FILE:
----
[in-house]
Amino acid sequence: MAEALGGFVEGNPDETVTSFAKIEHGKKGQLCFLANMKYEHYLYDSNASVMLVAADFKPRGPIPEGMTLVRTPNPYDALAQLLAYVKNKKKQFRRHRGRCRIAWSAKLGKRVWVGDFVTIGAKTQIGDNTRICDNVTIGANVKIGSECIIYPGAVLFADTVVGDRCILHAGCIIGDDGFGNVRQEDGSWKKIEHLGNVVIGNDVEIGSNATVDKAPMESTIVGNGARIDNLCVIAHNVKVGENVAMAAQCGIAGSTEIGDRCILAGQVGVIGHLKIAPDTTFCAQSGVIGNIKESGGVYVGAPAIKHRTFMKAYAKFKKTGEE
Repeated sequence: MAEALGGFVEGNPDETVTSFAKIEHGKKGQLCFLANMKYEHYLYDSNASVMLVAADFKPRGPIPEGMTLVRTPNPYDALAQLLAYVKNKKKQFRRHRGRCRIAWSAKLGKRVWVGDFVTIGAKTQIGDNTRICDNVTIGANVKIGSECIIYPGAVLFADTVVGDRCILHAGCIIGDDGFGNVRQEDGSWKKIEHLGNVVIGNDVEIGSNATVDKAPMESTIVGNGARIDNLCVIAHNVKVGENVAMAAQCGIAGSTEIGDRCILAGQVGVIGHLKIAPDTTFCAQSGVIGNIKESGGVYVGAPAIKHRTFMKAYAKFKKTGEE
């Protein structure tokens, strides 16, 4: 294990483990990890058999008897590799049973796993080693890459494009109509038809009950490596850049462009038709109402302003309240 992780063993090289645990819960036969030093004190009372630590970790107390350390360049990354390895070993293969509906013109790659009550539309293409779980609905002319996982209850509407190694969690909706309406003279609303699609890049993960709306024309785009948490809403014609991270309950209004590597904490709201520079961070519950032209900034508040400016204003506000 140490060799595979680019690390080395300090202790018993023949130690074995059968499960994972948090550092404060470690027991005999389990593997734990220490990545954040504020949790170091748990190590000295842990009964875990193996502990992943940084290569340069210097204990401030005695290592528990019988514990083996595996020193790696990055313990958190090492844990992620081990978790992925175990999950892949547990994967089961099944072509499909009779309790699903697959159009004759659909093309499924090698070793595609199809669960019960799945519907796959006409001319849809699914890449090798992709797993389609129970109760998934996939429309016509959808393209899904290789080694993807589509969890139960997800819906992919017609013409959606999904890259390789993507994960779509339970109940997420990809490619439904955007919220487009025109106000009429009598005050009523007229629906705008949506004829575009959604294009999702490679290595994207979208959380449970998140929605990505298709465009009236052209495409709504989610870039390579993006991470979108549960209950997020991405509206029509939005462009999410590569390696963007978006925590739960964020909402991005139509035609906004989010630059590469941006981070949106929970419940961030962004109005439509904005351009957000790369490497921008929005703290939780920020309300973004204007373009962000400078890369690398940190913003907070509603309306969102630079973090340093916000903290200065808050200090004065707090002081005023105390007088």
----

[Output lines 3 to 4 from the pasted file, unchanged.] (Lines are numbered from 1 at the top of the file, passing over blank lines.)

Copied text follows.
Repeated sequence: MAEALGGFVEGNPDETVTSFAKIEHGKKGQLCFLANMKYEHYLYDSNASVMLVAADFKPRGPIPEGMTLVRTPNPYDALAQLLAYVKNKKKQFRRHRGRCRIAWSAKLGKRVWVGDFVTIGAKTQIGDNTRICDNVTIGANVKIGSECIIYPGAVLFADTVVGDRCILHAGCIIGDDGFGNVRQEDGSWKKIEHLGNVVIGNDVEIGSNATVDKAPMESTIVGNGARIDNLCVIAHNVKVGENVAMAAQCGIAGSTEIGDRCILAGQVGVIGHLKIAPDTTFCAQSGVIGNIKESGGVYVGAPAIKHRTFMKAYAKFKKTGEE
């Protein structure tokens, strides 16, 4: 294990483990990890058999008897590799049973796993080693890459494009109509038809009950490596850049462009038709109402302003309240 992780063993090289645990819960036969030093004190009372630590970790107390350390360049990354390895070993293969509906013109790659009550539309293409779980609905002319996982209850509407190694969690909706309406003279609303699609890049993960709306024309785009948490809403014609991270309950209004590597904490709201520079961070519950032209900034508040400016204003506000 140490060799595979680019690390080395300090202790018993023949130690074995059968499960994972948090550092404060470690027991005999389990593997734990220490990545954040504020949790170091748990190590000295842990009964875990193996502990992943940084290569340069210097204990401030005695290592528990019988514990083996595996020193790696990055313990958190090492844990992620081990978790992925175990999950892949547990994967089961099944072509499909009779309790699903697959159009004759659909093309499924090698070793595609199809669960019960799945519907796959006409001319849809699914890449090798992709797993389609129970109760998934996939429309016509959808393209899904290789080694993807589509969890139960997800819906992919017609013409959606999904890259390789993507994960779509339970109940997420990809490619439904955007919220487009025109106000009429009598005050009523007229629906705008949506004829575009959604294009999702490679290595994207979208959380449970998140929605990505298709465009009236052209495409709504989610870039390579993006991470979108549960209950997020991405509206029509939005462009999410590569390696963007978006925590739960964020909402991005139509035609906004989010630059590469941006981070949106929970419940961030962004109005439509904005351009957000790369490497921008929005703290939780920020309300973004204007373009962000400078890369690398940190913003907070509603309306969102630079973090340093916000903290200065808050200090004065707090002081005023105390007088």